In 2019, Martin Ødegaard (24 years old) tried virtual training for the first time. After testing the technology, the founders were asked to raise the pace to 120 percent.
After the Arsenal captain’s goal in the 4-0 win over Everton, Sky Sports wrote about Ødegaard’s training form Which included the use of virtual reality goggles and the Norwegian Be Your Best programme.
The story later spread to other media.
– Former Arsenal coach Arsene Wenger said in 2020 that the next quantum leap in football is about training the mind to make better and faster decisions. We just want to help the player with this,” General Manager Andreas Olsen tells VG and adds:
– Ødegaard is a school example of a player who benefits greatly from being one small step ahead, all the time, because he orients himself before he gets the ball.
On Sunday, Drumenser shone again with a goal in Arsenal’s 3-0 win over London neighbors Fulham. On Monday, he was named London Performer of the Year, and he brought dancer Helen Spelling with him on the red carpet.
Ødegaard began wearing glasses during an injury spell in 2019. In January 2021, the dramatic striker was brought to Arsenal on loan, before the move was made permanent half a year later.
In England, Ødegaard established himself as one of the best players in the Premier League – with 10 goals and six assists he led the league.
The Norwegian is also second in the list of players with the most passes in the last third of the field.
The better a player is at orienting himself before receiving the ball, the more forward he passes, according to a study co-authored by Professor Geir Jordet in 2013.
Jordet’s research also formed the basis for the start-up Be Your Best, which he co-created with founder Odd Skarheim.
When he (Ødegaard) used it, he wanted a higher degree of difficulty. He was very humble and respectful while going through the scenarios. But instead of getting it at 100 percent fast, he asked if he could do it at 120 percent instead, says Olsen.
After input from Ødegaard, the company developed a function that allows the player to crank the speed up and down as desired. The big German club Borussia Dortmund is among the clubs that have bought the software and put it into use.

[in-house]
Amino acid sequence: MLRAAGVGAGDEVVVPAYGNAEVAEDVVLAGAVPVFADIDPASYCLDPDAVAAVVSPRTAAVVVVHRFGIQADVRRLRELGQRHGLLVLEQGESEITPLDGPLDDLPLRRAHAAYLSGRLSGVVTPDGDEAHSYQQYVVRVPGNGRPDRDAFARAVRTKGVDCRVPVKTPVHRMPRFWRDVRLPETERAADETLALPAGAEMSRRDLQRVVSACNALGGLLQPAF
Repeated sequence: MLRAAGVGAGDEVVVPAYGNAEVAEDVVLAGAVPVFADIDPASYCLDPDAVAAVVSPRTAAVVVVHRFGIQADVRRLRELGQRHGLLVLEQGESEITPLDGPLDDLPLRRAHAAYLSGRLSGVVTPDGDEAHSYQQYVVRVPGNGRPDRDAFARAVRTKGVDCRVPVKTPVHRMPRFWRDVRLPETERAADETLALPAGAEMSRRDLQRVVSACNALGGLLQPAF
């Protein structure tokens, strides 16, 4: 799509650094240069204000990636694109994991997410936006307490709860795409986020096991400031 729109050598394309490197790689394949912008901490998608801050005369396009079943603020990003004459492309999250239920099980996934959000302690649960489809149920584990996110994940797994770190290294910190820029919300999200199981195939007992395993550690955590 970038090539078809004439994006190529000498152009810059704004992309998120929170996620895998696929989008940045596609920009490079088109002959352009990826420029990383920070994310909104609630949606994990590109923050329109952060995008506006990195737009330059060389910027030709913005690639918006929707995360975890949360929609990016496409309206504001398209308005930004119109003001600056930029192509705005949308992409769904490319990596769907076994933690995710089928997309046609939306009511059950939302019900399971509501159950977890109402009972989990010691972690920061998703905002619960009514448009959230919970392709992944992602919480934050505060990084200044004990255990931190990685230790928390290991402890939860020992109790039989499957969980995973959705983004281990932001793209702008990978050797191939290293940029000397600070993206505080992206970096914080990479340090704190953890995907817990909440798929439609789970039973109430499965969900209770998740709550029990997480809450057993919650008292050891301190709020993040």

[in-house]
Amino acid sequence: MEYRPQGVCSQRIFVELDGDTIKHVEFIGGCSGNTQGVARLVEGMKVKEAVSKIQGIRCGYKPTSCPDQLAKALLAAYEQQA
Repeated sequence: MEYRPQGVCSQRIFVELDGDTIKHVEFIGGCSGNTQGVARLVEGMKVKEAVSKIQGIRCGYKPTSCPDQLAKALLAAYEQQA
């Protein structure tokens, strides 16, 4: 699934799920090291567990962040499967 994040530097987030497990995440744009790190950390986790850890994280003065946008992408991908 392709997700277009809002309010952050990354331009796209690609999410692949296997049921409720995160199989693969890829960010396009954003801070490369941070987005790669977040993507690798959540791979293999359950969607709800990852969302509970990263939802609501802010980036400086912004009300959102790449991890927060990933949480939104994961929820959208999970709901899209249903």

Olsen says they are using a VR platform where players are exposed to scenarios from the Premier League and Champions League where they have to orient themselves before getting the ball.
“Since day one, we’ve focused on improving football players’ ability to get a better overview of the pitch, so they can make better decisions,” he says.
Mark Williams is a researcher at the Florida Institute for Human and Machine Cognition. Among other things, he worked as a football analyst, authored the book Anticipation and Decision Making in Sport and contributed to the Norwegian Sports Academy.
He points out that the ability to orient oneself in football is crucial to success at the highest level. Williams believes skill can be developed through experience and training, both in real life and in the virtual world.
Virtual reality can help speed up development through more iteration and access to combat-like situations where decisions are made. A player can encounter hundreds of situations in a matter of minutes in a virtual reality environment, while it can take weeks or months before you’re exposed to the same number of situations in a real match, Williams tells VG.
– How important do you think virtual reality training can have for football in the future?
Given the importance of perception and decision-making in football, as well as the potential benefits that virtual reality presents, it could be an area of significant growth, says Williams.
He believes that a player in his early 20s can gain the experience of a player who is much further in his career.
- Champions League
- European league
- UEFA Conference League
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